2. Launch Lineup vs. Established Library
Looking at the Wii U lineup, there is truly no denying its anemic nature. While New Super Mario Bros. U and ZombiU were the big selling points at launch, since then, players have seen large gaps with few or no releases, and only come out the other side with a collection of ports from other platforms and Pikmin 3. Looking ahead to the near future, however, the Wii U will have a strong lineup of titles comprised of some of its biggest franchises.
While PlayStation 4 and Xbox One will be relying on launch-window releases, which are traditionally weak, the Wii U lineup will include games like Super Mario 3D World, Mario Kart 8, Donkey Kong Country: Tropical Freeze, The Legend of Zelda: Wind Waker HD, and the new entry in the Super Smash Bros. franchise. The downside to this is that even the PlayStation 3 and Xbox 360 will remain as strong as ever with titles like Watch_Dogs, Grand Theft Auto IV, and more coming. So, with that in mind, the Wii U may actually see stiffer competition, as this holiday season might be the most crowded in gaming’s history.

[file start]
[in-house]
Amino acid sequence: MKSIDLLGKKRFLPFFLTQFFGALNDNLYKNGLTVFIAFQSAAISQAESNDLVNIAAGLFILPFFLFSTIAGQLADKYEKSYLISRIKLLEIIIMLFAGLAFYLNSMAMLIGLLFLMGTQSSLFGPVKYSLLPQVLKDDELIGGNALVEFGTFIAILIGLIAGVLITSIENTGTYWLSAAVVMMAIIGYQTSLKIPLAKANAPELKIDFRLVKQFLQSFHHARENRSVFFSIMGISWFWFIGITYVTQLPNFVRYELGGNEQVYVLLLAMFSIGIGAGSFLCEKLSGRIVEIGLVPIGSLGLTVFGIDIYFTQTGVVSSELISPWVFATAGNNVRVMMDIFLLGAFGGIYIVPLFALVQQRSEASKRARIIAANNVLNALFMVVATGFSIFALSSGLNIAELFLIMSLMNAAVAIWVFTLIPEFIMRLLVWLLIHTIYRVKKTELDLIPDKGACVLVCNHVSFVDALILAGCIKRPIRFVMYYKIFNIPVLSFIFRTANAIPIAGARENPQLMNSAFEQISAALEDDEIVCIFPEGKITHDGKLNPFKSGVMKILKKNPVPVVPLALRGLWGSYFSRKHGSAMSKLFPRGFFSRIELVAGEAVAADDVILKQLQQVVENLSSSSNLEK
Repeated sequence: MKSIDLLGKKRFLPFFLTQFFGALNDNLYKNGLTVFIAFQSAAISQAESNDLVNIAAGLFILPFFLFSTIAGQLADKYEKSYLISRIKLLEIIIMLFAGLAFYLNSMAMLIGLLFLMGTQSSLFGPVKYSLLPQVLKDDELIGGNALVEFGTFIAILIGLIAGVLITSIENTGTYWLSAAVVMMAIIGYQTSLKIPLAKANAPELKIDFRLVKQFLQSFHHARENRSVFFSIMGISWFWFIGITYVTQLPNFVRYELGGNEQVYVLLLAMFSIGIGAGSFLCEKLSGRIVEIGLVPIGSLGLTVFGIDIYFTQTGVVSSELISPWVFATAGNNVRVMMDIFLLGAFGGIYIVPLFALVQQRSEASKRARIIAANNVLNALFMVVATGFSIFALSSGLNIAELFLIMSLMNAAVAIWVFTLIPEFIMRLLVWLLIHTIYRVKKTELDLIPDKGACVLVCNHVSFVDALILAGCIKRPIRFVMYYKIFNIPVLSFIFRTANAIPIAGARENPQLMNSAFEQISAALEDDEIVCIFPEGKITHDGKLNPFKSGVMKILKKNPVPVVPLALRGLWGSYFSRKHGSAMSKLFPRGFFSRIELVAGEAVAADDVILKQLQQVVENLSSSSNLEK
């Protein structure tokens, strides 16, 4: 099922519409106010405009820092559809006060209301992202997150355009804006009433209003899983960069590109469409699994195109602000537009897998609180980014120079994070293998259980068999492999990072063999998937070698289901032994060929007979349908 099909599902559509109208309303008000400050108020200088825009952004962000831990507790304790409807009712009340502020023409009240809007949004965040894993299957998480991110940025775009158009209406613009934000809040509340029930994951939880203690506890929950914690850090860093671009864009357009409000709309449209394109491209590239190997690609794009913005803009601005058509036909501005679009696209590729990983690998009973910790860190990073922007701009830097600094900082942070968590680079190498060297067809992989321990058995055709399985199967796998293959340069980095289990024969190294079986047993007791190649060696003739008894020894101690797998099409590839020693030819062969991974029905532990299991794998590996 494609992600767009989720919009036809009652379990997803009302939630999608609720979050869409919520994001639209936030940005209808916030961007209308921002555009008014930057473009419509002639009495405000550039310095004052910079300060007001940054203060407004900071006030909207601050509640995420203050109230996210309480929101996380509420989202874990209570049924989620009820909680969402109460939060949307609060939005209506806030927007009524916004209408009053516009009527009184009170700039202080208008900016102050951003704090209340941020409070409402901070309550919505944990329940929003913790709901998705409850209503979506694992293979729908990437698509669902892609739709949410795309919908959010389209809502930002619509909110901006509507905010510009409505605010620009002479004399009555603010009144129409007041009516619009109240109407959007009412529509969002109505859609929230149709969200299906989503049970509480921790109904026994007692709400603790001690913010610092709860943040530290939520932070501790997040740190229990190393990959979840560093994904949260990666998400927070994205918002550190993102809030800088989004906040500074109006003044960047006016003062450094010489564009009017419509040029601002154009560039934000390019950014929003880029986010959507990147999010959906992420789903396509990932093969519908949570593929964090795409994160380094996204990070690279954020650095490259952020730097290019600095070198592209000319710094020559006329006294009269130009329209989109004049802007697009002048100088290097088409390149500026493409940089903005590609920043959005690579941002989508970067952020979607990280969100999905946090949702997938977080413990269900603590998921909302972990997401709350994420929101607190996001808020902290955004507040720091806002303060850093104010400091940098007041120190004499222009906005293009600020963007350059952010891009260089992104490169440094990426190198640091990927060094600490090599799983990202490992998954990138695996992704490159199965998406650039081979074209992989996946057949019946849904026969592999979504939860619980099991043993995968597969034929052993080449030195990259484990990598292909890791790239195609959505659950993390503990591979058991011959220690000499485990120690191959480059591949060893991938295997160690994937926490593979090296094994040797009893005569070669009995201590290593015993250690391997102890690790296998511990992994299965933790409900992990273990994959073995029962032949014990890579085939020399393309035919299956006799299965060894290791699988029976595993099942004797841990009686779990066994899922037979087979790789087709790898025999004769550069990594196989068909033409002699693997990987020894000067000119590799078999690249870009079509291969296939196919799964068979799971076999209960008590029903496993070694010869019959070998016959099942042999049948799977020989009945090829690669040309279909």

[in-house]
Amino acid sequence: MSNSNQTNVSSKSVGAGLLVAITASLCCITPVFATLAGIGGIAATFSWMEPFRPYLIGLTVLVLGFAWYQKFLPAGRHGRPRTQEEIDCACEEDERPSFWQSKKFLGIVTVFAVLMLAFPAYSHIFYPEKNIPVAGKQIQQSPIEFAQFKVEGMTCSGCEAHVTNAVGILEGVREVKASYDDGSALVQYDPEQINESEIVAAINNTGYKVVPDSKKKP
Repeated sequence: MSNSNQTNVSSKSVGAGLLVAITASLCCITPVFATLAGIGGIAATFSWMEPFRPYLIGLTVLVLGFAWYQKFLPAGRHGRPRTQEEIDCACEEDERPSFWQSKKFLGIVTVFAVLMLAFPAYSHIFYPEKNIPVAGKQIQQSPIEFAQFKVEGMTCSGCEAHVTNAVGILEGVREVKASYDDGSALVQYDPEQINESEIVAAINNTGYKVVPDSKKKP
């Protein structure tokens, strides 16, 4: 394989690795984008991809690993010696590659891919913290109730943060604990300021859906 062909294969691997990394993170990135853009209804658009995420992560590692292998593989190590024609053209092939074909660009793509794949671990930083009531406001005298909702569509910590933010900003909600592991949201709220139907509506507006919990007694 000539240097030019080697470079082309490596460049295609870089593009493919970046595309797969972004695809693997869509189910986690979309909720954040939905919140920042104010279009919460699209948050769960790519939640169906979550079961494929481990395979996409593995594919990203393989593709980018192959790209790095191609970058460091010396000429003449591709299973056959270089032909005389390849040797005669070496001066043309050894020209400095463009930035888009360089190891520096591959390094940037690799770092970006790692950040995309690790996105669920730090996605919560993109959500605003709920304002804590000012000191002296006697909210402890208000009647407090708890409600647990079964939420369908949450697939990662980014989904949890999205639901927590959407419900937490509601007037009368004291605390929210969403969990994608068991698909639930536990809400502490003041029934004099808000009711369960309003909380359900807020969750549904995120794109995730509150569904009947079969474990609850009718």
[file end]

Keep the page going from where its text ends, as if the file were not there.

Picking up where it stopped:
3. What’s in a Name?
Whether you’re talking historical significance or brand recognition, the Nintendo name is the biggest in the gaming industry. Gamers, no matter what age, have a connection with the company. Nintendo needs to harp on that nostalgic element going forward by leveraging the new entries into iconic franchises, as well as the classic entries that have appeared on the system’s Virtual Console, in its marketing.
Nintendo is also the first brand many non-gamers know when it comes to gaming. By making its brand messaging, as well as the fact that the Wii U is a new console and not just a peripheral for the Wii, clearer to parents and grandparents of the console’s target demographics, holiday sales have the potential to significantly improve.
4. Bring Back the Fun